When 17- year old Andrew Martin is not doing schoolwork, eating, or sleeping, he is cubing. He is a young, excited man wearing casual clothing, and his eyes are always focused. This has been in part due to years of practice and experience with a toy, a toy that has confused and amused people for decades.
We sit in the library, and he pulls out a multi-colored, highly distinguishable cube. A Rubik’s Cube of course, but not an ordinary one. Andrew explains how this specific cube was specially ordered from China, and he breaks several squares off to show let me know what makes it so special.
All the pieces are lined on a track-esque system, making them easier to move, as well as faster. This system helps him improve his times, and continue his progress. I find myself very absorbed in his enthusiasm. Andrew sees a passion in an area that I have never looked twice at.
Lately the interest in cubing has grown, especially at Normal Community. In the bustling of classrooms, 3×3 cubes can be noticed sitting in backpacks or on tables, just waiting to be solved.
Andrew loves to see new people become interested in cubing. “There is always more to learn, and I really like when people see it and go ‘Wow’. Some people freak out, and I get a lot of satisfaction out of that.”
Andrew was one of the original cubers. “I started cubing in around late junior high”, he explains, “I saw some of my friends playing around with it and I became interested.”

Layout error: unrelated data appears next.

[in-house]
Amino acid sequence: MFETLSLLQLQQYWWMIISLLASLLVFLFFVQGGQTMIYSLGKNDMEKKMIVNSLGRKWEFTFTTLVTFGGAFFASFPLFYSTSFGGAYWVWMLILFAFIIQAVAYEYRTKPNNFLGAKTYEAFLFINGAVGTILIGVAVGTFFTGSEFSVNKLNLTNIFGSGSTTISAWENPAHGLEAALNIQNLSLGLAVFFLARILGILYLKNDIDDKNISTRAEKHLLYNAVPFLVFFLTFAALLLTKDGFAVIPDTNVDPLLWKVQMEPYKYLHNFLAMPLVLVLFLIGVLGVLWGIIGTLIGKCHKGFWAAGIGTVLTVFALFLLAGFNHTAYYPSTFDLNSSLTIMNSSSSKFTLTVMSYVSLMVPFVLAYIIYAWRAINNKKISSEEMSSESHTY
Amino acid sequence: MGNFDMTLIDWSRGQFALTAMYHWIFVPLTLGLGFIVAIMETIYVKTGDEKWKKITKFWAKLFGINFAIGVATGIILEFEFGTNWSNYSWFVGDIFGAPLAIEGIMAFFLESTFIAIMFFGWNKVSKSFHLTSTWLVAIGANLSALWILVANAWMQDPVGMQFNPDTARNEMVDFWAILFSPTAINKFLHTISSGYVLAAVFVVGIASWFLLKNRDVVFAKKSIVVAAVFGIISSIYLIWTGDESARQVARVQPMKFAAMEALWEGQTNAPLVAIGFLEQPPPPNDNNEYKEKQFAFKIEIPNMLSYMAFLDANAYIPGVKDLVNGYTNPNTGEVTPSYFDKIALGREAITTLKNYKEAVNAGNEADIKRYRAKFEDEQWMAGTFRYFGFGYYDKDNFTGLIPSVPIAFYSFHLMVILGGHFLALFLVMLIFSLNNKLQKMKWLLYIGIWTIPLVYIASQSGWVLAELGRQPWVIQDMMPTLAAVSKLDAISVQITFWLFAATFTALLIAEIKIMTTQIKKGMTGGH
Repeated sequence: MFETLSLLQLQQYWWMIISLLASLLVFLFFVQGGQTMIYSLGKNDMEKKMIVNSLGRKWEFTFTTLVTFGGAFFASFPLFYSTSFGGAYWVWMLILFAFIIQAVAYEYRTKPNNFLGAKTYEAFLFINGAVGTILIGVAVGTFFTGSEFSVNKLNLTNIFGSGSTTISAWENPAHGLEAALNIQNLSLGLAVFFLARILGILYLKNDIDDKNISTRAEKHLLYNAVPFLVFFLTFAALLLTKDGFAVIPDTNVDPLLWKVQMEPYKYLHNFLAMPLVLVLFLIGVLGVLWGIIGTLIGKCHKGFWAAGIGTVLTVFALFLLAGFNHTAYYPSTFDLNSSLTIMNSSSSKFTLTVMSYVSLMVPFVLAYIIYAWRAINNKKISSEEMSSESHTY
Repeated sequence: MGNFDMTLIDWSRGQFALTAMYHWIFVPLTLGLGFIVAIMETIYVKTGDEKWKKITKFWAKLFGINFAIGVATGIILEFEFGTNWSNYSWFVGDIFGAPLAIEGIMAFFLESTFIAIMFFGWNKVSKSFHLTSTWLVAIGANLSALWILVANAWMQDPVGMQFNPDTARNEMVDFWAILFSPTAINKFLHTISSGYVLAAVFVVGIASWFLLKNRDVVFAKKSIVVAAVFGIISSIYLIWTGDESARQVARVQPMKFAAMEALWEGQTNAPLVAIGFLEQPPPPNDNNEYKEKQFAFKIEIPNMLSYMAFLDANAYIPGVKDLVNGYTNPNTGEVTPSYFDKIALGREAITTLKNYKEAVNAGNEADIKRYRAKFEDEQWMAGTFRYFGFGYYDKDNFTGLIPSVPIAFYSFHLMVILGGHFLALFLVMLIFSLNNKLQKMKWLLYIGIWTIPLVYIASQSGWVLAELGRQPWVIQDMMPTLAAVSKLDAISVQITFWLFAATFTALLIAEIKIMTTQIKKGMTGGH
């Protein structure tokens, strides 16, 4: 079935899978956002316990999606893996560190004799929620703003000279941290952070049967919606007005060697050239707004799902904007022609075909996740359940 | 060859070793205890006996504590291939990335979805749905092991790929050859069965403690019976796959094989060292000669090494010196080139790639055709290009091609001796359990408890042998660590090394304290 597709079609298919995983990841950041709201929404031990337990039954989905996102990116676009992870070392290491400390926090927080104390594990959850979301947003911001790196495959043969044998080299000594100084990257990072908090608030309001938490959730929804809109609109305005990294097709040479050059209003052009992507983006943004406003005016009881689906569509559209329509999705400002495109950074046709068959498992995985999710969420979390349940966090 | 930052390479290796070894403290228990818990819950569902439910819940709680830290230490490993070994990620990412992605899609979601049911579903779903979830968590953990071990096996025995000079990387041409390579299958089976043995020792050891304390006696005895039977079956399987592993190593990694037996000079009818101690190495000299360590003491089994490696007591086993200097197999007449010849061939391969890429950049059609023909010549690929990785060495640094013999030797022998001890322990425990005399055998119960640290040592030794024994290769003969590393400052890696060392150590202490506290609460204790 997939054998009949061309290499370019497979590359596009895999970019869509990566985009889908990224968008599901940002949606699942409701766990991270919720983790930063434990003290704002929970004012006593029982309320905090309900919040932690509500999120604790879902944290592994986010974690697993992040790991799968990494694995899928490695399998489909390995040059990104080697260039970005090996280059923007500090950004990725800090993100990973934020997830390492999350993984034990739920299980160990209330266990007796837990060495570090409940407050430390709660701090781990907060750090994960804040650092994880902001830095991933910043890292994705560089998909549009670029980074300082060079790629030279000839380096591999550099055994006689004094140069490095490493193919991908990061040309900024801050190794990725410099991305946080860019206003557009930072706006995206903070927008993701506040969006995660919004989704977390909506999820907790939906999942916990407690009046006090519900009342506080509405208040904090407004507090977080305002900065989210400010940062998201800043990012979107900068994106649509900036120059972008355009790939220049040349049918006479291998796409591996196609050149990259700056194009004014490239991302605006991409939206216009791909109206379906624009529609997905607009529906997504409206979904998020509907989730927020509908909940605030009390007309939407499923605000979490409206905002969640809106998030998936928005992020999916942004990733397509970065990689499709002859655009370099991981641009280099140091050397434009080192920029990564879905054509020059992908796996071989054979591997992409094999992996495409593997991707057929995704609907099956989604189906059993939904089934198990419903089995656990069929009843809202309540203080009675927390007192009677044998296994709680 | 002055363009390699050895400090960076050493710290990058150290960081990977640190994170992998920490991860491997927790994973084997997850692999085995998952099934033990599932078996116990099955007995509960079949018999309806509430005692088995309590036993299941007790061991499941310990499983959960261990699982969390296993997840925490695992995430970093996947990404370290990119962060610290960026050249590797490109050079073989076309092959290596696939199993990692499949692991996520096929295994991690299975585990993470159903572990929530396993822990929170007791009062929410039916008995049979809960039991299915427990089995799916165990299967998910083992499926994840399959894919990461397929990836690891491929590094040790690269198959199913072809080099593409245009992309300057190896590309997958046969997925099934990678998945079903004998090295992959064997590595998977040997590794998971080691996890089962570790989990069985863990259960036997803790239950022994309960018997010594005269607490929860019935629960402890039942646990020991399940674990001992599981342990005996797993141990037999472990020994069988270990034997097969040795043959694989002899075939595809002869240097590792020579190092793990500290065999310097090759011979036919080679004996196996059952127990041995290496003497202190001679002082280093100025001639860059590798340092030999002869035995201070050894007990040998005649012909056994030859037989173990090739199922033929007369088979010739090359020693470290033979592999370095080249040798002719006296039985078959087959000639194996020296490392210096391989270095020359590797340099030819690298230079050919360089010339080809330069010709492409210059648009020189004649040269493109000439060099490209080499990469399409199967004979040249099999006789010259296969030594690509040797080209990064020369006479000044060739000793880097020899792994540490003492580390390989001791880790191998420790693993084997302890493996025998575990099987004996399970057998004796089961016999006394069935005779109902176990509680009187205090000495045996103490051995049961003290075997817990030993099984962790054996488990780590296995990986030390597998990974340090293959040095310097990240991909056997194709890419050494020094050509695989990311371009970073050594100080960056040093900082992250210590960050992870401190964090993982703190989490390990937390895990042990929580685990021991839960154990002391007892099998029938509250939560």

Several years later, his interest has grown. He now owns over 30 Rubik’s cubes, of which he solves from on a daily basis. These come in all varieties, including 3×3 cubes, 4×4 cubes, 7×7 cubes, and much more. Just this year, he has tallied over 1000 successfully solved cubes, and is working towards for 5000 solves by the end of the year.
Rubik’s cube competitions are a combination of both speed and problem solving skill. They range from 2×2 cubes all the way to 7×7 cubes. There is no limit to number of competitors. The winner is the person who is able to complete it the fastest.
Here’s how it works: Say there are 30 cubers in the contest. Every cuber is able to pick out their cube. Everyone then gives their cubes to a scrambler, who mixes them up. They are then alowed to solve the cube as fast as possible. The participants then repeat the process five times. Each players five times are averaged, and the best averages of 10 of the cubers move on to the next round.
Although he has never competed before, Andrew is interested in it, “I think it is incredible that there are literally quintillions of permutations, quintillions of scrambles. And i think that it is very exciting that some people can solve it that fast every time. The best in the world are solving it in 6-7 seconds at a time, and I think that is incredible.”